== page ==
• Haha yes you will definitely have some stories after Albania, believe me! Its unconventional to say the least. But it’s something you will never forget!

      Reply
  30. Its great to read about all aspects of Albania not just the good. Looks like its a beautiful place to visit!

    Reply
    • Ya it was definitely different haha. Just wanted to prepare those who would like to go! It is so worth it! Something you need to experience πŸ™‚

      Reply
  31. It’s funny to read something and be like “Omagosh” through most of it, even the good stuff, and then see that you’d go back. I think that just goes to show that there’s always more to say about the bad stuff and that the good stuff will also outweigh all of that bad stuff. I’d love to go and experience the craziness.

    Reply
    • Ya totally. Even when I read it back, I was hoping it wouldn’t scare people away! The coastline is out of this world and the people were overall nice. I am definitely going to go back and explore more of the undiscovered places πŸ™‚

      Reply
  32. Great insights and tips! A friend has been talking about traveling to Albania recently so I will pass him the article!

    Reply
    • Awesome, thanks! Hope this helps! ALbania is SO different, but definitely worth the adventure!

      Reply
  33. This article is fantastic. Thanks for sharing. I’m headed to Albania this summer and will certainly keep in mind some of your tips!

    Reply
    • Thanks!! And enjoy Albania, it’s so different than anywhere you will go in Europe, I guarantee! πŸ™‚

      Reply
  34. This is a great article. I love how you presented the good, bad and ugly. Other bloggers have recommended Albania too. Must put on my destination list.

    Reply
    • Thank you! I wanted to make sure you know what you’re getting into when you go! It probably wouldn’t be the best destination for your first trip abroad, because there is a lot to take in! That being said, i still definitely recommend it! There are very few places in Europe not overrun by mass tourism and Albania is a perfect example! No tourists!!! For now… :). If you need any more tips or advice on Albania, please let me know! I actually think I’m going to go back next year since my best friend now lives there!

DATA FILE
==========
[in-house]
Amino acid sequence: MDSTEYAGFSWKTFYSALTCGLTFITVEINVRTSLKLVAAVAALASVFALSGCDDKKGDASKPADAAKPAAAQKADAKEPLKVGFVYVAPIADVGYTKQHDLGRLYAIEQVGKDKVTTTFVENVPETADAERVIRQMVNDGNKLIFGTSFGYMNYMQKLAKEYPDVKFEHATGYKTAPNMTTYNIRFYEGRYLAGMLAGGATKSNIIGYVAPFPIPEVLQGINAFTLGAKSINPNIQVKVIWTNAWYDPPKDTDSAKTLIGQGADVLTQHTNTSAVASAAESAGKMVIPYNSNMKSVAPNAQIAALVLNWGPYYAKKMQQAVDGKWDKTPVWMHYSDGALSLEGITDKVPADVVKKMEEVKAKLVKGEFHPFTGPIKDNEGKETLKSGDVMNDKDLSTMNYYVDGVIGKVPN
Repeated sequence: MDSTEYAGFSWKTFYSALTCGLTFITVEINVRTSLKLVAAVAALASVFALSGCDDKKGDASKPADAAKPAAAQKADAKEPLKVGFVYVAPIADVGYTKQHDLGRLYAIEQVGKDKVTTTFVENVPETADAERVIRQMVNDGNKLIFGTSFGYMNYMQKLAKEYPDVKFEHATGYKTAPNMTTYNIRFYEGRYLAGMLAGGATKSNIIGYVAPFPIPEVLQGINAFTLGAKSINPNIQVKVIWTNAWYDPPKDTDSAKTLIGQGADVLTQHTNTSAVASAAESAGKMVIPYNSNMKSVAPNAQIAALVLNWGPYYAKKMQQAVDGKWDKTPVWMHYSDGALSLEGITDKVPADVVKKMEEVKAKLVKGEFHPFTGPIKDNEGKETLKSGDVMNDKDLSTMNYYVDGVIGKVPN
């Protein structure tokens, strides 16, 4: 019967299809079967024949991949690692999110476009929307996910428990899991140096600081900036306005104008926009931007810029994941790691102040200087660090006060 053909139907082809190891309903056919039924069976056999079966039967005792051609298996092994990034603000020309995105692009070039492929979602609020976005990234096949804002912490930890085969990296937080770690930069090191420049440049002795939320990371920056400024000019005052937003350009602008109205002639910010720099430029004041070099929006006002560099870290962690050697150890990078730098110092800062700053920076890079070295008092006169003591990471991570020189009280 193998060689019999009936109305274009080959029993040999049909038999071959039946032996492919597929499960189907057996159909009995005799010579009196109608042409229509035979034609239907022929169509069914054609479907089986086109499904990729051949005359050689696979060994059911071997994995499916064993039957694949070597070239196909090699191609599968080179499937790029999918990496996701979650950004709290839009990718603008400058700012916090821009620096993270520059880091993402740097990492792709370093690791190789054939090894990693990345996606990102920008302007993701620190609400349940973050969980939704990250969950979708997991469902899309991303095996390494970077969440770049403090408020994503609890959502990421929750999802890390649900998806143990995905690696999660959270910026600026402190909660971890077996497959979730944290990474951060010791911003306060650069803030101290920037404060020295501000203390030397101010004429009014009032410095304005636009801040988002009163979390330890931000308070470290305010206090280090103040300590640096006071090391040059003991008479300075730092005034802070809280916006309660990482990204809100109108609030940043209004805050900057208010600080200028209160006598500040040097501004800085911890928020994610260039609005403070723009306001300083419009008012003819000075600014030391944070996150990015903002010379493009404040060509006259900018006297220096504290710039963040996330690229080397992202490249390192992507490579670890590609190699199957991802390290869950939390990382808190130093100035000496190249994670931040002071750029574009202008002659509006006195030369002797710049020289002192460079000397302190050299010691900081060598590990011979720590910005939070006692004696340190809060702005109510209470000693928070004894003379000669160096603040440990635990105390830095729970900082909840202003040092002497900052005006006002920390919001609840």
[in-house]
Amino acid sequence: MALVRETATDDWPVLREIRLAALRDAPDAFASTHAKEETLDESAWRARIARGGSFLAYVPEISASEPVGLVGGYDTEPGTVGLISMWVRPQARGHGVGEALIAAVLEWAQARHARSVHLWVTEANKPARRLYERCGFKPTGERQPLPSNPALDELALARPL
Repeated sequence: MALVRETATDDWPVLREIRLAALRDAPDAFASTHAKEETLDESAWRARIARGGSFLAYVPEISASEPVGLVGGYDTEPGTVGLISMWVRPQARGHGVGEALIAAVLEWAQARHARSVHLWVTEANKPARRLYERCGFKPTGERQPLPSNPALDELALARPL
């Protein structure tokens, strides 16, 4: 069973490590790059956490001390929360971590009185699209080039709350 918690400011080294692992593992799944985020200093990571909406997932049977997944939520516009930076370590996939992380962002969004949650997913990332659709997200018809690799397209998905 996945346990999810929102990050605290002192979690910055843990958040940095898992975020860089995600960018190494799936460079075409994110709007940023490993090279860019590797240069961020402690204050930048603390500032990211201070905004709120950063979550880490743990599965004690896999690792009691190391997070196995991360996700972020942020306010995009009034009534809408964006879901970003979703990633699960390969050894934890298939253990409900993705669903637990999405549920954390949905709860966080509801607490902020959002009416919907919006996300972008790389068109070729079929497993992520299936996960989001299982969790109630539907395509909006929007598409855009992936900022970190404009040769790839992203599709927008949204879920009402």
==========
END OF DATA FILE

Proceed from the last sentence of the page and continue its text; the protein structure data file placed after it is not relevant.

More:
Reply
      • Thanks! Enjoy your next trip

        Reply
  35. It seems to be a beautiful place with problems some less than others but some that are terrible that hope are resolved some how

    Reply
    • Ya they definitely have problems as they are one of the least developed European countries, if not the least. But the good outweighed the bad and it’s definitely worth a visit! I loved it

      Reply
  36. What a crazy experience and such a fun post to read! I’m hooked on your blog now! πŸ™‚

    Reply
    • Aww thanks! Ya, Albania was one of the most crazy experiences I’ve ever had for sure. Haha. I have lots more crazy stories that i’ll share int he future as well. Thanks for reading!

      Reply
  37. Wow this was an amazing read, I do travel on my blog as well, along with fashion. I live in the US and have never been to Europe , many places there are on my bucket list! Albania looks so beautiful and I would love visit there….the beaches remind me of Hawaii, the water is so pretty!

    Awesome travel site you have!!

    Valerie

    Reply
    • Thanks for the comments! Omg we gotta get you to Europe!!! You won’t ever want to leave!!! If you need any tips or help planning, please let me know!

      Reply
  38. holy crap, that story about the bus driver. I’ve had my fair share of weird public transportation stories but I have to say that tops it. I don’t know what I would do!

    Reply
    • Haha I know, right? I couldn’t believe it was happening. I seriously froze because I didn’t know what to do. And I didn’t want to leave so he could drive away with my stuff! So i sat and enjoyed the boxing match haha

      Reply
  39. This was a fascinating read! My boyfriend visited Albania earlier this summer and also came back full of new impressions. I;ve never been but it sounds like a really interesting (if challenging) place to visit in Europe!

    Thanks a lot for joining the ‘Girls vs Globe’ linkup by the way! <3

    Reply
    • Thanks Sabina! Yes, its hard to explain the phenomenon that is Albania haha (but i tried my best). It’s really some place different than what you are used to traveling. You need to add it to your list! Can’t wait for the next linkup!:)

      Reply
  40. Wow, what a trip! Never been there, sorry to hear about your negative experiences, but the water is oh so clear – beautiful for sure!

    Reply
    • A little negative, but let me tell you the positive far outweighed the negative and I don’t think that should scare anyone away from visiting this beautiful country!! I’m actually planning my trip back for 2016…so much more to see! πŸ™‚

      Reply
  41. What a great adventure! Albania is definitely on my list. Thanks for sharing such an honest opinion about your experience.

    Reply
    • Thanks! Albania should definitely be on your list, especially if you enjoy more remote and off-the-beaten path destinations!